24 Oct 2017 |
Research article |
Scientific Research Assistance
Pseudo‐Science Publishers: the Latest Pitfalls
This article is the second in a series that discusses the issue of predatory publishers and attempts to illustrate the practices of these publishing houses that publish academic theses in book form. This article focuses on publishers with unethical practices: the publishers of pseudo‐science journals.
Publishers of pseudo‐science take on more varied forms than publishers of academic theses because their practices are in a constant state of change. This is the reason why they are more difficult to identify. Their activities may vary from dubious practices to activities that are undoubtedly illegal.
These publishers usually work with open access publication model, in which expenses for processing articles are sometimes billed to authors so that the publication can then be disseminated free of charge. This type of publication model basically focuses on reducing the market-dominant oligopoly of big publishers in scientific information distribution networks by allowing the results of research (financed by public funding) to circulate more openly (Bourgault, 2013). Although this is a legitimate publication model that has increased in popularity over the course of recent years, these “predatory publishers” twist this business model and tarnish the image of free access publications.
Just like the publishers of theses, the publishers of pseudo‐science journals solicit researchers en masse to convince them to publish in their journal and to become a member of their editorial or review board. They exhibit a wide range of dubious practices, a few of which are mentioned below (Bourgault, 2013; Beall, 2015):
- Applicable processing fees for publishing articles are not clearly listed or mentioned; the bill is then sent to scholars after their article is published.
- Refusal to reimburse processing fees when an article is rejected for publication.
- Suggesting that researchers become honorary editors (without pay) for a special issue of their journal … on the condition that they themselves find collaborators for this issue. This practice ends up being like a simple pyramid scheme.
- Publishing articles that have already appeared in other journals.
- Mentioning that certain authors are members of their editorial committee without their consent.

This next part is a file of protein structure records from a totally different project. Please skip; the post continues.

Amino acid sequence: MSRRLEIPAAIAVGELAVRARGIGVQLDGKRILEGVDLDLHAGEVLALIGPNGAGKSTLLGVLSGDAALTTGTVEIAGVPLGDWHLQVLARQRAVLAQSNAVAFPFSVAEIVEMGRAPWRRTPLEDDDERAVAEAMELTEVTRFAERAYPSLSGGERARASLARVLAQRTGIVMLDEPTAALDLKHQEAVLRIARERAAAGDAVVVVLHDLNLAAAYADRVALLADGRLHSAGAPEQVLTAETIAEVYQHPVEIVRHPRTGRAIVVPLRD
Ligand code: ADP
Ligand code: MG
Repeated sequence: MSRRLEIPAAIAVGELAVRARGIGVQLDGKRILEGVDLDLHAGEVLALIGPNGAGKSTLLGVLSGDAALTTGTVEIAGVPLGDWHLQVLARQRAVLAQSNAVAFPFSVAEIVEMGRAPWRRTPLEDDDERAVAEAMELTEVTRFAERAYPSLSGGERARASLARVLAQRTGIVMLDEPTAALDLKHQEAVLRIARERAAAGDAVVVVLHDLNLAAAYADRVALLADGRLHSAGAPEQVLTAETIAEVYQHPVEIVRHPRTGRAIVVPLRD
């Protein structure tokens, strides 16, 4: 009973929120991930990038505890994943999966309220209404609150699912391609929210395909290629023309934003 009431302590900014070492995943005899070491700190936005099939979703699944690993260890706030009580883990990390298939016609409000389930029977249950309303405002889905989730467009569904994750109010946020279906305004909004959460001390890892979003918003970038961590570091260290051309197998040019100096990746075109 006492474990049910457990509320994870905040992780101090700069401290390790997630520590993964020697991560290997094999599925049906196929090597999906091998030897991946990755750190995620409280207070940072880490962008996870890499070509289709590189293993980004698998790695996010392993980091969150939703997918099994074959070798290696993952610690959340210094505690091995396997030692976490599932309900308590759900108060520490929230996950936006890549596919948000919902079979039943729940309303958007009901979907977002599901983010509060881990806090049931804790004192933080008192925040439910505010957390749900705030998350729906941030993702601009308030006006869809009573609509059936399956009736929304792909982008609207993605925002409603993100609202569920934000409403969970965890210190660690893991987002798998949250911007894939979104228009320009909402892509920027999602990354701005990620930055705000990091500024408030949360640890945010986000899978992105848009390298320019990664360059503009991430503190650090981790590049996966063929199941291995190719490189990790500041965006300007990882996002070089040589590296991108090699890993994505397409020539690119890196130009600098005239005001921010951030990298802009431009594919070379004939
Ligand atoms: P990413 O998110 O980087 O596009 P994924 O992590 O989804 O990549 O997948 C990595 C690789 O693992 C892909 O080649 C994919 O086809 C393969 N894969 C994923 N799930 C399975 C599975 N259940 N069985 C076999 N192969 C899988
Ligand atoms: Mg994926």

- Lie about their location by mentioning that they are located in America or in Europe when they are (usually) based in Asia, or by adding adjectives like “American” or “British” in their name.
- Make promises in regards to peer review in two to three weeks, even a few days, while any such process would usually require several months. Or they may simply do no peer review at all.
- Ultimately, they may appropriate the identity of prominent journals by copying their title or web site, and then solicit publications in their name when contacting authors.
In open access publication systems it is important to remember that it is not unusual for authors to pay a processing fee for their articles. The fraudulent (or at least somewhat dubious) practices that may issue from these publishers is through a lack of transparency as far as publication fees for their articles are concerned; they may present themselves as scientific journals when they carry out no peer review, or appropriate the fame of researchers or reputable journals without permission.
To help researchers better identify disreputable journals or publishers, Jeffrey Beall, Associate Professor and Librarian at the University of Colorado, proposed until January 2017 a blacklist of these “predatory publishers” at his web site Scholarly Open Access. It was also possible to consult a list of criteria there, which he used to identify these publishers that use objectionable practices.
Here is a list of questions inspired by the Beall criteria that exposes those publishers or journals with dubious practices (Beall, 2015; Brock University Libraries; Cameron, 2015):
- Does the publisher publish a large number of journals with little content?
- Do the journals published by this publisher cover themes that are exceptionally broad (ex. Journal of Science) or do they combine subjects that are not usually covered at the same time (ex.: International Research Journal of Humanities, Engineering and Pharmaceutical Sciences)?